[0010] First of all, it is to be pointed out that the particular frustoconical shape does not offer an important resistance to side deformations.

[0011] This is mainly due to the fact that the side wall, taking into account how it is made (i.e. starting from a flat sheet), has some material in excess that is used for creating the pleating. In other words, following pressures on the side walls directed from the inside of the container to the outside, the paper material constituting said container tends to open and come back to its original flat state.

[0012] It is also to be noted that at the moment the paper constituting the container becomes wet, due to the presence of a foodstuff inside it for example, the side wall itself further loses its resistance to deformations and bends reaching the flat conformation.

[0013] In particular, it may often happens that following conservation of the foodstuff in the refrigerator (a wet place), the side wall will come back to its flat conformation, even only partly, so that replacement of the container is required before sale.

[0014] In addition, since the container's shape has been substantially unchanged and standardised for many years, a modification of same would surely help in giving a particular new appearance to the container-cake assembly, making the whole different and aesthetically more appreciable as compared with containers of known type.

[0015] Besides the mentioned containers, it is also known from the European document No. EP 1253090 a container of paper material for pastries consisting of a holding structure having a bottom wall and a side wall with a rounded or convex shape, capable of encompassing a possible product contained inside it.

[0016] This document does not teach any manufacturing method for obtaining such a container.

[0017] The French patent No. FR 2767513 too discloses a container of paper material adapted to house foodstuffs in which a bottom wall and a side wall form an upwardly open cavity, under normal use conditions of the container.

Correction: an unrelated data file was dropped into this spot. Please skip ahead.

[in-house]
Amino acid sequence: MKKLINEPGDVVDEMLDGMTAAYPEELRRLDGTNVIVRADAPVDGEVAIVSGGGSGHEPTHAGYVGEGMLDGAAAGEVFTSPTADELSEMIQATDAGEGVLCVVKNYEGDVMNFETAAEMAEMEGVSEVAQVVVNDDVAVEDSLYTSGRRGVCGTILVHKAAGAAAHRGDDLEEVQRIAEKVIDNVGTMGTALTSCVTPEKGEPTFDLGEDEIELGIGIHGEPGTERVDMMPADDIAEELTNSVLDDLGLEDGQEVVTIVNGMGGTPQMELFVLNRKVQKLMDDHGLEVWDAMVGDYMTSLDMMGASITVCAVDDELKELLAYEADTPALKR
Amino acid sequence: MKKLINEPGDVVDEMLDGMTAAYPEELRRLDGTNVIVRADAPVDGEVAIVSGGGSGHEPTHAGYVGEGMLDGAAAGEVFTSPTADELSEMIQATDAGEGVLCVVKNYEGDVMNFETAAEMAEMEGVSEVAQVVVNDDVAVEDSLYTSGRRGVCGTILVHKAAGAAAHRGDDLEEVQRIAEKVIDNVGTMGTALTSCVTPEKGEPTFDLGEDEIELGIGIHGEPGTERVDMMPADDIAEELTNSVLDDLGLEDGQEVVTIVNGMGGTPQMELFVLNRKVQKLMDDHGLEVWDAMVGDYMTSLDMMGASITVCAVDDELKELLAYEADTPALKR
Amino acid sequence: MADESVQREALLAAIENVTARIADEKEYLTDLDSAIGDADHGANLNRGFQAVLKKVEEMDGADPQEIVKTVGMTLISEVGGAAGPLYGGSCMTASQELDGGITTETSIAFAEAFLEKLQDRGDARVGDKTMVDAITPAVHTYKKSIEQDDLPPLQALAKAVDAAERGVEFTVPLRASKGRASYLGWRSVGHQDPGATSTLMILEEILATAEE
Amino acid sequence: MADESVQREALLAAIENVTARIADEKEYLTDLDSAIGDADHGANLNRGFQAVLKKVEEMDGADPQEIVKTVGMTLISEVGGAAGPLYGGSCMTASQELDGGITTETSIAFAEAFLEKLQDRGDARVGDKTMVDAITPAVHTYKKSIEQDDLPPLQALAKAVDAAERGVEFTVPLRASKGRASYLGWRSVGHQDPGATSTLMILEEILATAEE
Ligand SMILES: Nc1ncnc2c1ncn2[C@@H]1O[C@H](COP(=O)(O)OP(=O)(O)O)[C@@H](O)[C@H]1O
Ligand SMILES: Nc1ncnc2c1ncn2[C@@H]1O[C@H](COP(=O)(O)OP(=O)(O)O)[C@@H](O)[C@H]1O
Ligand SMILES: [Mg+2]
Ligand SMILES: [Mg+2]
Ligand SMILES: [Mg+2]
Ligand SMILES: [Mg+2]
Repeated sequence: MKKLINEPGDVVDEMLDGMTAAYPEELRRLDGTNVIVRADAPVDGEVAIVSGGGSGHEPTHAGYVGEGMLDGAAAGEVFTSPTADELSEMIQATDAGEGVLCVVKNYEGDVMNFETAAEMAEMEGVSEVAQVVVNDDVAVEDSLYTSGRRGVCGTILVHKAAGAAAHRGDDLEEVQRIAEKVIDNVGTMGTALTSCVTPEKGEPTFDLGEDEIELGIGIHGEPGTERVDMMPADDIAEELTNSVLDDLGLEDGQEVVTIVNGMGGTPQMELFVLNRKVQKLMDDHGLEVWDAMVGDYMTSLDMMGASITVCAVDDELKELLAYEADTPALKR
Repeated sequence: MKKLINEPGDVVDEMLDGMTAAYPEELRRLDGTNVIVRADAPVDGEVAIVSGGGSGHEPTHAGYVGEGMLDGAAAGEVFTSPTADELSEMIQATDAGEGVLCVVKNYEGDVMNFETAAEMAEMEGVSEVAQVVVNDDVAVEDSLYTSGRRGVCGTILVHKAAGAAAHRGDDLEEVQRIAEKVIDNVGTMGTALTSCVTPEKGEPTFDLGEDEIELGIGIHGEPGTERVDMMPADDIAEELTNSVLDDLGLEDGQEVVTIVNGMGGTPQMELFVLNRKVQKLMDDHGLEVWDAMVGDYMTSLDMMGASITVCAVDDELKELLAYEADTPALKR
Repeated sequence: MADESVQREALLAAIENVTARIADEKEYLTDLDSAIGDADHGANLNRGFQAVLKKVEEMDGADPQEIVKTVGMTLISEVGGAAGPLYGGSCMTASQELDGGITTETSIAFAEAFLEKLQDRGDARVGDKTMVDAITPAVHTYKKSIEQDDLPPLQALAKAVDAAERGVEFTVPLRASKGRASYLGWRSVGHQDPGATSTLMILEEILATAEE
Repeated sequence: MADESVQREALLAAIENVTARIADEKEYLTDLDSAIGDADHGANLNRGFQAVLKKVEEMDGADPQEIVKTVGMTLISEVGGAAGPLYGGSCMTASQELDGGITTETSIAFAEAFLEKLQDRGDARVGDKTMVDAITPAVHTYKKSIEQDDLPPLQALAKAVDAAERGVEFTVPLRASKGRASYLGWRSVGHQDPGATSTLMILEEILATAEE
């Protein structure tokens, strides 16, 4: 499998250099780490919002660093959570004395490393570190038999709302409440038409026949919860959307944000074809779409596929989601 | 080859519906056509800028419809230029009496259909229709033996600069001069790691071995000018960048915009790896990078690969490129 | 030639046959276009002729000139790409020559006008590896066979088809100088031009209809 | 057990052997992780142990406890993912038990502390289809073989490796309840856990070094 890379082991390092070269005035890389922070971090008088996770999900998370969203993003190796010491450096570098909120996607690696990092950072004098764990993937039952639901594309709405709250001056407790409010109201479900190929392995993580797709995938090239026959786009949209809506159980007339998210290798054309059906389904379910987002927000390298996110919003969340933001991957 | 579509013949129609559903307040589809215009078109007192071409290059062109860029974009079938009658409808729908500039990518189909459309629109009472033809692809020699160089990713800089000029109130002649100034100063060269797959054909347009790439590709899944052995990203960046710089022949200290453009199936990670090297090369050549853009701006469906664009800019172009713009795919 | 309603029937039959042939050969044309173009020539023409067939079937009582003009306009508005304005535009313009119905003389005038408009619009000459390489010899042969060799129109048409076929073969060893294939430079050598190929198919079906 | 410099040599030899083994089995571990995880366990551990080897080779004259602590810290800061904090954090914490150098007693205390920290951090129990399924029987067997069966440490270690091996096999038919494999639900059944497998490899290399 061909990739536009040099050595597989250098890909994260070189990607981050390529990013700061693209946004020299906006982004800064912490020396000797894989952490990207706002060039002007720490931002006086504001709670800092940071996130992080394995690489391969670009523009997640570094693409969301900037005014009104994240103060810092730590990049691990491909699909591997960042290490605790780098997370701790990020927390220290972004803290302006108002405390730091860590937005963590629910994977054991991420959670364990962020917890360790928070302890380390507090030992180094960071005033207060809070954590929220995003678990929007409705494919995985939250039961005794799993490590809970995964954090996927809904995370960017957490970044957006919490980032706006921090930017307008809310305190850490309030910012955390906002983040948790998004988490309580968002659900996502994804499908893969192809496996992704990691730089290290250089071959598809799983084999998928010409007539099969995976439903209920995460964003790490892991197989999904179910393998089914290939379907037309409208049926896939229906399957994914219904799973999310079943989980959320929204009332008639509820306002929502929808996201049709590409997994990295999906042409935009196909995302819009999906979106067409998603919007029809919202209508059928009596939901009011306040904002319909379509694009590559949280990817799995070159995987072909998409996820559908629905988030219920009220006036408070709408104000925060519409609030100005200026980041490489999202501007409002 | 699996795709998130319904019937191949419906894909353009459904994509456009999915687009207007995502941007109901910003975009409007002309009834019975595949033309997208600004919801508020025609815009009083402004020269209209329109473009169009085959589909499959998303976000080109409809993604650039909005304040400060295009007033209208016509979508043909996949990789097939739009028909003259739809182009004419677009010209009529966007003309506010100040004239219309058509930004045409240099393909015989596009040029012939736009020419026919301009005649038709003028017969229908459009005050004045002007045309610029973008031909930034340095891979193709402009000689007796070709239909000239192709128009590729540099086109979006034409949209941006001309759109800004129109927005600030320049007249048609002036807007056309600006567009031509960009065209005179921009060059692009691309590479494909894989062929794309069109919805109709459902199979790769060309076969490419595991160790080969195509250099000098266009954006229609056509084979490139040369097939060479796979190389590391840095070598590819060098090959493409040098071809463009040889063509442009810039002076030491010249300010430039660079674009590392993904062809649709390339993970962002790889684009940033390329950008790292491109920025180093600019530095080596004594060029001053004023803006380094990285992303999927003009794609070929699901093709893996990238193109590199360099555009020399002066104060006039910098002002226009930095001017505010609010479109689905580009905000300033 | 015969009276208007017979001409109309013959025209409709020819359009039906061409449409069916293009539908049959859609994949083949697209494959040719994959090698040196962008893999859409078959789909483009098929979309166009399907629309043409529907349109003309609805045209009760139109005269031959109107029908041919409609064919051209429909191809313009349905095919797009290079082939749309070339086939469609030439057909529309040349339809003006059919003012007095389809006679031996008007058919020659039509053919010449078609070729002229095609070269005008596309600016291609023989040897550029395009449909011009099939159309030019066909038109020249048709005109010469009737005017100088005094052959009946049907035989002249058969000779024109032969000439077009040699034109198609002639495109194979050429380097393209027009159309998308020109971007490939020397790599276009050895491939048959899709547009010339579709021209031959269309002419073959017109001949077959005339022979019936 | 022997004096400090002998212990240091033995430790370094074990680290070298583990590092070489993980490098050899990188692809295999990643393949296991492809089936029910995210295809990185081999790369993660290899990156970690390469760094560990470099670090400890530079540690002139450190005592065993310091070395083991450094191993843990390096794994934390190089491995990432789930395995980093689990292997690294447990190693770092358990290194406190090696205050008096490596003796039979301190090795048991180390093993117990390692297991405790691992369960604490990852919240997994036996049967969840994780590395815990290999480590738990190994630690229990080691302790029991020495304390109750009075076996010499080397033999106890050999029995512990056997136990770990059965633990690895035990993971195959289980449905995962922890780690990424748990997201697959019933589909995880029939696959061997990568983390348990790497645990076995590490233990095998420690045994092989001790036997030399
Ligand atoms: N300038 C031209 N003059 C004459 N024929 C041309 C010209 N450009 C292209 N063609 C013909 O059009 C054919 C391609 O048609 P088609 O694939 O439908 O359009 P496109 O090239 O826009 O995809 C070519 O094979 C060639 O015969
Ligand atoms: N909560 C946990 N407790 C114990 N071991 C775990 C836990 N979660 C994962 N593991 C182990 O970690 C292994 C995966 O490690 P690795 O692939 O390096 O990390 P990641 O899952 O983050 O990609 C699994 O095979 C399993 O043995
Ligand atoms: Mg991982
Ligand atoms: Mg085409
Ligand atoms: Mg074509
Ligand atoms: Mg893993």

[0018] The side wall is formed with successive pleats and has undulations disposed in a vertical orientation.

[0019] The containers in accordance with the French document are of frustoconical shape and obtained starting from a flat sheet of paper material of suitable sizes that is drawn by means of male/female dies capable of producing a flat bottom and corresponding pleats on the side wall.

[0020] Also known from document GB 128187 is a holding case of paper material manufactured starting from a flat sheet having a circular central region from which a plurality of petals or sectors emerge, which sectors following pleating overlap each other and define a final convex conformation encompassing a possible product contained therein.

[0021] While presently known are types of containers of paper material obtained from a single sheet which are different from the traditional frustoconical bun cases, no manufacturing method for obtaining these containers is however known which is of easy accomplishment and adapted to create said configurations in a simple, direct and reliable manner.

[0022] It is in fact to be noted that convex containers have side walls with such relative inclinations to a vertical directrix that it is substantially very difficult with the traditional technologies to be able to reach sufficient pressures to enable the final shape of the product to be maintained.

[0023] The present invention substantially aims at solving the mentioned drawbacks present in the known art.

[0024] A first aim of the invention is to make available a production process enabling bun cases having shapes different from the frustoconical ones to be obtained in a simple and efficient manner, being able to ensure, during manufacture, that sufficient pressures are generated for maintenance of the shape even in the presence of said shaped configurations.

[0025] Another aim of the invention is to enable manufacture of shapes different from the traditional ones.

[0026] Finally, it is a non negligible aim of the invention to make available a production process and a packaging or wrapping-up process for the foodstuff that can be integrated with each other.